Saturday, October 19, 2013

Machine Winter #0

(11 Page Script, Genre: Sci-Fi)

Machine Winter #0

PAGE ONE (3 panels)

Panel 1. A wide shot on a barren white landscape, noon time. Even now it continues to snow. A ragged knitted doll missing an eye sits in the foreground, indicating we are not in the Arctic or any other naturally cold place. There are three objects in the background, but at this distance, they appear as little more than dots. Also very far away is a farm silo. No dialogue.

Panel 2. Closer in on the three objects. They are mobile and leaving tracks in the snow, though their identities are still indiscernible. They are draped in torn black cloaks that cover their heads and bodies. No dialogue.

Panel 3. Close-up frontal shot of the three objects, which of course turn out to be robots. The three robots stare right at us, the readers, with haunting, glowing eyes. They trudge on in dreary silence, their heads and shoulders uniformly hunched forward toward us. The specific details of their bodies are not yet apparent, as the black cloaks still cover them, but one of the robots not in the middle is a lot chunkier than the other two. The one in the middle is the tallest. These robots will turn out to be the good guys, but for now, there’s no reason why we can’t spook the reader with this cool visual. No dialogue.

PAGE TWO (4 panels)

Panel 1. The robot in the middle stops to analyze his surroundings. He stands strong and erect to demonstrate his leadership role, but the cloak still covers his body for now. Let’s call this guy TRIGGER. The other two robots, still hunched over, look to him for direction. We’ll call the chunky robot NOVA. The other robot who so far remains non-descript will be called LIGHT.

There are three of them.

Panel 2. Although they are attempting to have a “normal human” conversation, none of them can replicate human mannerisms very well. They tend to stand still as they talk, which, to be fair, helps them to conserve energy. Light, however, will lean forward or backward when he speaks, or he might raise a hand. He tries to be animated, even though he understands such movement is arbitrary.

Three! What are the odds?

Odds are incalculable due to insufficient data.

It was just a figure of speech.

Panel 3. Nova holds his waist. His thick, round body is hinted at by the way his cloak hangs. He was originally designed to work with power generators, and as a result, he processes and uses energy much more efficiently than other robots. If starved of power sources, Nova will outlive his comrades by a long margin. In spite of that, since Nova’s natural function involves power generation, he obsesses over locating power sources more than his comrades. His waist is where his excessive energy supply is centralized.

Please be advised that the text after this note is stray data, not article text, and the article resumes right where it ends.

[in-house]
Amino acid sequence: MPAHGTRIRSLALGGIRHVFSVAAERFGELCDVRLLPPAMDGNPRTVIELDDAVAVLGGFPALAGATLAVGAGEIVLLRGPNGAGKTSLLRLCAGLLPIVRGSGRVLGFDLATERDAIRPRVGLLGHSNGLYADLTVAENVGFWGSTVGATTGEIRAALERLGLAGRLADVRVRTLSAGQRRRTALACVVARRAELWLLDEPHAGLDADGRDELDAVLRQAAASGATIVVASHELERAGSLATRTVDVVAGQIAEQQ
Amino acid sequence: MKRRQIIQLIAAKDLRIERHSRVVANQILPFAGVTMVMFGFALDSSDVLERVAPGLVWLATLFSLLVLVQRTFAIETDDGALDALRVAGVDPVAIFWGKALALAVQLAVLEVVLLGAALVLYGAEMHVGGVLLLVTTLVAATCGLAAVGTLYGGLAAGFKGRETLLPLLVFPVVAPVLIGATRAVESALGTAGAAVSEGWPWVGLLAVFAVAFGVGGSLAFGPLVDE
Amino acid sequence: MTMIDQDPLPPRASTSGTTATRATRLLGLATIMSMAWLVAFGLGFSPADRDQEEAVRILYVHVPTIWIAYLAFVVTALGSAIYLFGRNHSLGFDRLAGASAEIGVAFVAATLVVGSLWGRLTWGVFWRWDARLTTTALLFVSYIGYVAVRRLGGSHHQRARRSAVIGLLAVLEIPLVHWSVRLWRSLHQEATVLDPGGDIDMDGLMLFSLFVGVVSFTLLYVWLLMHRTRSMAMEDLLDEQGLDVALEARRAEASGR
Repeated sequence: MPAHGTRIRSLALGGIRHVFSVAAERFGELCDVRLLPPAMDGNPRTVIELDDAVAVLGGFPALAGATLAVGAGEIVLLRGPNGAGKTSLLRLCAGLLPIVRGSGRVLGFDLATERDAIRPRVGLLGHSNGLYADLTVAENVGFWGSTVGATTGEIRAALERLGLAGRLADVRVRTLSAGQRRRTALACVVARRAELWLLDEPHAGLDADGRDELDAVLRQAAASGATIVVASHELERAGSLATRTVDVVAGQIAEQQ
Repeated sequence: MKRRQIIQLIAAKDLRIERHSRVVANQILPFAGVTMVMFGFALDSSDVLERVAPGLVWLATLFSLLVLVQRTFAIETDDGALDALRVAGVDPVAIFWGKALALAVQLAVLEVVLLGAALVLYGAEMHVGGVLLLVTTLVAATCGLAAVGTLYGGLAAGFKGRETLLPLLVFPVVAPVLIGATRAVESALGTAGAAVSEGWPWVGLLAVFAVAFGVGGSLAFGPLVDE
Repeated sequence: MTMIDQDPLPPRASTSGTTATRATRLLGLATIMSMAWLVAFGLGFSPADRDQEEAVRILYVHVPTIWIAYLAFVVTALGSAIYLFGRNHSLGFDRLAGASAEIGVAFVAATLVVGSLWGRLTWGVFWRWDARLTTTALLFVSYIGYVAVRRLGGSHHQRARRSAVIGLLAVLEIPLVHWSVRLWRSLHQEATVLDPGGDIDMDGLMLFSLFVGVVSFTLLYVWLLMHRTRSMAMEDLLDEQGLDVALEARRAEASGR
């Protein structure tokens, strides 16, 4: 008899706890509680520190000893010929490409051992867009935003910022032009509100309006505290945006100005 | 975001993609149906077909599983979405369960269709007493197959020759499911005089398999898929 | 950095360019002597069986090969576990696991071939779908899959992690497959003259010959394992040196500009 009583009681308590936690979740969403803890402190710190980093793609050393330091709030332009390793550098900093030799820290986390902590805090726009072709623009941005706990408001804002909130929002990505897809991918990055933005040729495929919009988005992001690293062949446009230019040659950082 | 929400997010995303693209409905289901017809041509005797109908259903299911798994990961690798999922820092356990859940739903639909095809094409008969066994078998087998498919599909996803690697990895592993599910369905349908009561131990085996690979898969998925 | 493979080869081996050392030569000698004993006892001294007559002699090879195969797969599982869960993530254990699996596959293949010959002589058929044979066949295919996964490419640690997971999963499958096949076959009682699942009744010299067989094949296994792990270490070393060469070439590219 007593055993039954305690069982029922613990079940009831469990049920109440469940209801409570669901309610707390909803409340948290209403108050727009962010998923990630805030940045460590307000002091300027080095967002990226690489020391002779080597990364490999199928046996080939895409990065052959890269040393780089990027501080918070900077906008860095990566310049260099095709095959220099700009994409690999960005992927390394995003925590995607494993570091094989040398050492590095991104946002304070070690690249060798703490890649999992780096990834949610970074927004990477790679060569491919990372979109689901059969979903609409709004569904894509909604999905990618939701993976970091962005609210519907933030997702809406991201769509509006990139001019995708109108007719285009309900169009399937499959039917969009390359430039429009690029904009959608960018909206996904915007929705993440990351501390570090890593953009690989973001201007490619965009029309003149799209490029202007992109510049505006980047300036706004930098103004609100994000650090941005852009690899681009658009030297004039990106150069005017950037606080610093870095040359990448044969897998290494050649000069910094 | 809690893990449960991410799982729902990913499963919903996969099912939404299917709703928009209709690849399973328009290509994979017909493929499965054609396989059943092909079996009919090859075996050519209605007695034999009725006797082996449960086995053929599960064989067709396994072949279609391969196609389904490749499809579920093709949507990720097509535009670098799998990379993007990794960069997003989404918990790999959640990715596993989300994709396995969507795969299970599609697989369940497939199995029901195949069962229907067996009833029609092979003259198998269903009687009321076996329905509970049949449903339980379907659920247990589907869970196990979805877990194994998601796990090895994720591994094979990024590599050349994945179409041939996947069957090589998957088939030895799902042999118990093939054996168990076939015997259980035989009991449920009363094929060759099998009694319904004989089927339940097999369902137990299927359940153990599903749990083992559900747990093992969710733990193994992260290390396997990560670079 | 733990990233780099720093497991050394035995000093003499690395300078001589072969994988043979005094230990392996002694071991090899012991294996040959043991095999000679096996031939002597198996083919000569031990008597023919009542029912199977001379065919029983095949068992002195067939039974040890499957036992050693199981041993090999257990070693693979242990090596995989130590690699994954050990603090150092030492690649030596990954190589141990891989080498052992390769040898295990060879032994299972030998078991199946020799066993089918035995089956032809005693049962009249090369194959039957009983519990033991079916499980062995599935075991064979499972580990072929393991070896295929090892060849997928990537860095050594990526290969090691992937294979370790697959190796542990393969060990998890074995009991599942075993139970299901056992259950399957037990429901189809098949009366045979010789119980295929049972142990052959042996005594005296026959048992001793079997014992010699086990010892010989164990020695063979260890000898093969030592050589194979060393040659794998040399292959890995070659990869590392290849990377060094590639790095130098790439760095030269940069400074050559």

Oh, my circuits churn at the prospect of three. I am so hungry.

Panel 4. Trigger points a finger toward the farm silo, which is damaged on top but still standing amidst the snow. There is a long, winding gash along its wall that begins from the top and travels all the way down to the bottom, providing a means of foot access without needing to climb its ladder.

Your girth belies your fragility, Nova.

7 TRIGGER (connected):
At any rate, our destination appears yet undisturbed. It bodes well if we are the first to come across it.

PAGE THREE (6 panels)

Panel 1. The shot for this panel is set inside the silo, high up and angled down. Through the gash in the side of the wall, we can see the robots approaching closer. No dialogue.

Panel 2. Light leans in toward Nova as they walk.

So, how about it? What are you hoping to find this time?

Panel 3. Nova holds his waist again. Light turns away from him. The silo is very close now.

What else, Light? Information about power generation, of course.

Oh, you have no imagination at all.

Panel 4. Trigger does not look to Light as he speaks, but Light looks to Trigger.

A strange sentiment, coming from a robot.

Well, isn’t that the point, Trigger?


Panels 5 and 6. These panels make up two halves of the same image, but the panel borders slow down the pacing. Trigger, Nova, and Light stand before the silo. It is pitch black inside. Trigger occupies Panel 5 while Nova and Light occupy Panel 6.

The memories seem to have congregated here.

It must be a family. Only families congregate.

I hope there is a child. Their use of language is fascinating.

PAGE FOUR (4 panels)

Panel 1. The shot is again set inside the silo, this time at the robots’ eye level. Trigger sticks his head through the gash to analyze the space. It is still disturbingly dark inside the silo.

Something is wrong.

2 TRIGGER (connected):
My spatial scanners are experiencing interference.

Panel 2. Same angle as the last panel. Light sticks his head in next.

Well, we seldom ever interact with three memories at once.

4 LIGHT (connected):
Distortion might merely be a side effect of congregation.

Panel 3. Pull the angle back out of the silo so we see them from behind. Nova pushes Trigger and Light inside the silo through the gash.

Do not worry yourselves! Memories cannot harm us.

Panel 4. They are all inside the silo now. Since there is little light, we cannot make out much more than their silhouettes. Trigger stands wearily, recognizing the sudden danger. We cannot see the entity to which the first voice in this panel belongs.

6 ENEMY (off-panel):
No, but we can.


PAGE FIVE (1 panel)

Splash page. A very FAT ROBOT dangling from a harness attached to a lifeline in the silo activates a spotlight in his body (sound effect), lighting up the entire silo. An RPG rocket launcher is at his hip. Six more menacing ROBOTS can now be seen inside the silo, preparing to attack. Their appearances are totally up to you. Trigger, in the middle of the foreground, throws off his cloak, revealing his body. Trigger is a state-of-the-art combat robot with sophisticated AI; nobody here is anywhere near as capable a fighter as Trigger. Nova and Light also toss their cloaks aside so that their forms are visible. We know Nova’s deal; he’s basically a walking generator. Light meanwhile was designed to aid in the construction of other robots, so he has a working catalogue of information regarding types of robots, as well as built-in tools to aid in maintenance or repairs. Light has modified Nova and himself to have combat capabilities.

1 SFX:

2 TRIGGER (burst):